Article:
Scroll down to see how your neighbours voted in our interactive charts ...
Many of the Illawarra's First Nations people and their supporters have expressed feelings of grief and dismay following the defeat of The Voice referendum, while there was mixed emotions among other residents.
Cunningham was the only electorate with the majority of residents to back "Yes" with 51 per cent of the 118,000 votes, while 65 per cent of Whitlam and 62 per cent of Gilmore voted "No".
Breaking it down by polling booths, the top "Yes" voters came form Austinmer (77 per cent), following by Thirroul East (69 per cent), then Thirroul, Stanwell Park and Coledale (all at 68 per cent).
The top "No" voters also came from suburbs in the Cunningham electorate with Dapto at the top spot (62 per cent), following by Warrawong Public School (61 per cent) and Lake Heights (60 per cent).
Award-winning writer, playwright, activist and former NSW Aboriginal Woman of the Year, Kirli Saunders, put out an emotional post on her socials, calling for "treaty" as the next solution.
"At some point, every one of the freedom fighters in my family ... met their own racist 'NO'. It didn't stop them," the Port Kembla resident wrote late Saturday.
"My great pop was kicked off the La Pa mission for challenging the protection board. My great gran, wrote letters to the board on Gunai land to be paid her son and husband's withheld wages from the war - she never received them.
"My nan co-wrote the UN declaration on the rights of Indigenous peoples. She fought for land rights. She spend the last decade teaching the language she was banned from speaking on the mish [mission] as a child.
"My mum was taken from her parents, and raised in children's homes ... this will not stop us."
Illawarra artist Zac Bennett-Brook, aka Saltwater Dreamtime, didn't want to go into detail with the Mercury but said it was a "very disappointing result".
On social media he said he rarely spoke publicly on politics, but wanted to share with the thousands of followers how "deeply saddened" he was in the hope for "a better result for future decisions".
"A 'yes' vote was nothing to be afraid of, but rather a voice giving valuable insight and information on Indigenous issues from Indigenous people," he posted.
"As a young boy I remember marching across the Sydney Harbour Bridge in the Walk for Reconciliation, standing proud and tall for my identity, 23 years ago. Today I'm still as proud and now with a daughter I wanted her to experience a more inclusive Australia, hence my 'yes' vote."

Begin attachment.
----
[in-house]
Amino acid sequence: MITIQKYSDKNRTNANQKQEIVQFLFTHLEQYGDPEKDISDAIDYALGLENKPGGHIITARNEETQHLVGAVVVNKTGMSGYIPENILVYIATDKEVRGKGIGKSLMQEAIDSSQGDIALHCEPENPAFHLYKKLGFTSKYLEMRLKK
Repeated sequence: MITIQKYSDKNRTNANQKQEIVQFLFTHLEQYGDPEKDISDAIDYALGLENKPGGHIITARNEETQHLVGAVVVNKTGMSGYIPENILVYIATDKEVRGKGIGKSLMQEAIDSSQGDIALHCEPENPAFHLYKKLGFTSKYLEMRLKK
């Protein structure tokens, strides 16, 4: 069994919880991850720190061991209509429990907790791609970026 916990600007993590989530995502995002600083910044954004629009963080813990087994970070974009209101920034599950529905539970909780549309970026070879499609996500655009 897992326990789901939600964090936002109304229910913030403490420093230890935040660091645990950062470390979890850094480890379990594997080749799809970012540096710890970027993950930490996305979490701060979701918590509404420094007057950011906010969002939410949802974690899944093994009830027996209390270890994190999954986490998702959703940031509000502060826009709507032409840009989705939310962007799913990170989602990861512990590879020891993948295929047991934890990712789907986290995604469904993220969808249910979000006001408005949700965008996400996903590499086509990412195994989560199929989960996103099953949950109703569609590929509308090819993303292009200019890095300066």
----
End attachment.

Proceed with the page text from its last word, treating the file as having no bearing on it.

Uncle Richard Davis said he thought Australians were "better than that", but vowed his people would be stronger for what has happened.
"They talk all about being equal, well, tell that to the Aboriginal people living in conditions worse than the people who voted ['no']," he said.
Meantime, Aboriginal Land Council's have shared a statement far and wide calling for a week of silence and First Nations flags to be flown at half-mast to "grieve the outcome", with many "Yes" supporters sharing the message across social media platforms.
Nowra rapper Nooky has opened up about the Voice referendum result on triplej's Blakout show.
"The disadvantage and the inequality continues. But so does our love, our happiness, our strength and our pride."
The rapper spoke out about feeling broken, but not defeated - and regardless of the referendum's outcome, "there was always work to do. It's just now clear just how much work there is to do".
You can see watch Nooky here:
"I think it was an easy campaign to vote 'no'," said Chris Parkinson of Austinmer. "A week of mourning seems like a measured thing to do."
Maree Furlong, visiting the Illawarra from Mowbray Park, said she felt a lot of people were "scared" and didn't understand what voting "yes" would change.
"I just don't know where we go from here - what's the 'Plan B'?" she questioned.
Sharon King of Helensburgh admitted to sitting on the fence as she felt the information was "contradictive".
"I'm neither here or there. I didn't know enough to be fussed about it," she said.
Nicole Nelius said living in the "bubble" of Austinmer meant she didn't know any people voting "no", and was surprised and shocked by the result.
"It felt shameful," she said.
Tony Mavtone, visiting from Menai said he felt the "lack of details" was the reason the referendum failed.
"We all want more of a say for Aboriginals ... [but] maybe this isn't the way to go about it," he said.
Despite the majority of Shell Cove residents voting "No", Ken Cram was the opposite and felt disappointed, as it was "an opportunity that has been missed".
Lee from Albion Park (who wished not to provide a surname) didn't think having a Voice to Parliament was "a good idea", and felt the referendum was rushed.
"It was a bit hard to say 'yes' when you didn't know what you're saying 'yes' to," he said.
Monica Mrsnik said she felt upset but assumed it would be a "no."
Meanwhile, Isaac Eno of Oak Flats believed "emotionally fuelled" messages undermined the process.
"I'm disappointed in the outcome, not fully surprised though, a lot of people were confused about what it was about," he said.
"From what I saw from Albanese's speech last night he's still keen to close the gap anyway."
In the wake of the referendum many Australians will be having a difficult time. If you or someone you know needs support, 13YARN is a free crisis support hotline for First Nations people. Lifeline is also available on 13 11 14.
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